Candy wrappers and water bottles

Several years ago I was working with a Jungian analyst in Chicago, a woman named Anne. I kept a dream journal whose entries served as the springboard for our time together. “Our waking hours are filled with neuroses,” Anne would explain. “They distort our perception of what’s really going on. We think we see things clearly, but we don’t. Dreams present images we can trust.”

The early 90’s were a time of paradigm shifts. I was just beginning to comprehend that Ali might never walk or talk. A divorce was imminent, and I felt the first stirrings of a significant change in how I earned a living. My conscious mind was on overload, capable of little more than putting one foot in front of the other. It was a good time to be looking at dreams.

Entry: October 1991: I am running hard, navigating around giant boulders that fall from the hillside, missing my body by inches. I dodge knives strewn on the pavement. Menacing gangs in black leather and chains sit on their motorcycles and harass me from the side of the road. I pick up the pace, feel my legs grow lighter and the muscles stronger. Like a warrior, I sense danger but feel invincible. I narrowly avoid cliffs and overhangs, circle around fire and wild dogs. I round a bend and the road clears of debris. The hills flatten and the stark gray landscape morphs into verdant green. My limbs relax. Tension falls from my shoulders. My breathing slows. The run for my life eases into a rhythmic loping.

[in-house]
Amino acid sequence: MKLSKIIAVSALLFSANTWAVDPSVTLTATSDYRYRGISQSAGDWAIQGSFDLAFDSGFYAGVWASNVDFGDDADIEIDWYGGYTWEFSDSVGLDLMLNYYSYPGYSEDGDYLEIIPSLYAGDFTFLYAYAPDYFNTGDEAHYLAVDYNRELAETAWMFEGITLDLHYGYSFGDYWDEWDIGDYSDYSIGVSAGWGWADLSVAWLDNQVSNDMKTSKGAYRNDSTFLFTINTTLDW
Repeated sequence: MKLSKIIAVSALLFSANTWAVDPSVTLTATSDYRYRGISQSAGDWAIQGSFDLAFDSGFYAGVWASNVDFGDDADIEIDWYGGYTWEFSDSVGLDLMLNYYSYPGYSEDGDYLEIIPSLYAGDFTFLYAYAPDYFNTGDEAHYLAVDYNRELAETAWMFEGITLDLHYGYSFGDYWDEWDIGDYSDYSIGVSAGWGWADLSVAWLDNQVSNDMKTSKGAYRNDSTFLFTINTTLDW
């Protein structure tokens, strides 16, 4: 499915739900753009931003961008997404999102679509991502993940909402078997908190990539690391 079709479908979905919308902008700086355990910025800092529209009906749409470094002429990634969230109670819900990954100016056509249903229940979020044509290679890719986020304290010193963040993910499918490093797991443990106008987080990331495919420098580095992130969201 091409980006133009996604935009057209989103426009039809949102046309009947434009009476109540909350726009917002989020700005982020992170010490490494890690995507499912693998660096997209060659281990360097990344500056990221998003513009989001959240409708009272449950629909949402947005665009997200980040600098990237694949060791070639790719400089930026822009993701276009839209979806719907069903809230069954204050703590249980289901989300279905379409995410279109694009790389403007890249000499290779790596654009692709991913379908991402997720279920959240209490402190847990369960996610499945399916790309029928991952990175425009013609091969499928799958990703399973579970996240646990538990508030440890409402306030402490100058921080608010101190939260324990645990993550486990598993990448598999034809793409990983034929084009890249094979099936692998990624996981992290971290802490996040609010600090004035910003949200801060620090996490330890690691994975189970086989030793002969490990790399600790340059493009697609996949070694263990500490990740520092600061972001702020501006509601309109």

“I’m never going to worry about you,” Anne says when I close the journal. “You will be fine.”

Seventeen years later, I’m not so sure.

Entry: October 2008: I am the passenger in a car filled with candy wrappers, plastic water bottles, empty bags of chips, a scrunched ball cap and soiled t-shirt. I find grocery lists stowed in the side compartment and crumpled notes with names and phone numbers in the glove box. I hold the male driver responsible and, one by one, toss the items onto his side of the car. The trash gathers in piles around the pedals. I bury his feet. The scene changes to a house. The man has a flight to catch. He’s running late, and scrambles to pack a bag. The home is as cluttered as the car. Empty cereal bowls and glasses are stacked on the side tables. I step over dirty socks and wet towels, trip on an old guitar. I move through my home like a civilian negotiating a minefield after the soldiers leave. I can’t live like this, I tell the man. I walk in circles, paralyzed by the mess. Everywhere I look I see something that needs my attention. The phone rings. The line cracks; the caller comes in and out. She’s asking for my help. “I’d like to,” I tell her, “but I’m helping someone get ready for a trip.” The man stands at the door, smiling, his bag packed. I look around the room, furious that he is leaving, resenting that I have to stay.

Take away the conscious filters of all the things a woman is expected to do, all the ways she takes care of her family, her clients, her home, and the dream reveals its truth: I want the litter out of my life. I’ve had enough. I want to leave.

I am not afraid of being alone, I write in my journal. I am afraid of being suffocated. My candy wrappers and water bottles are the house that doesn’t stay clean, the copy writing deadlines, the trips to the grocery store, the cooking, the driving, the laundry, the commotion, the noise, the taking care of children, dogs and home. This is not about living with a man who doesn’t help. These demons are mine.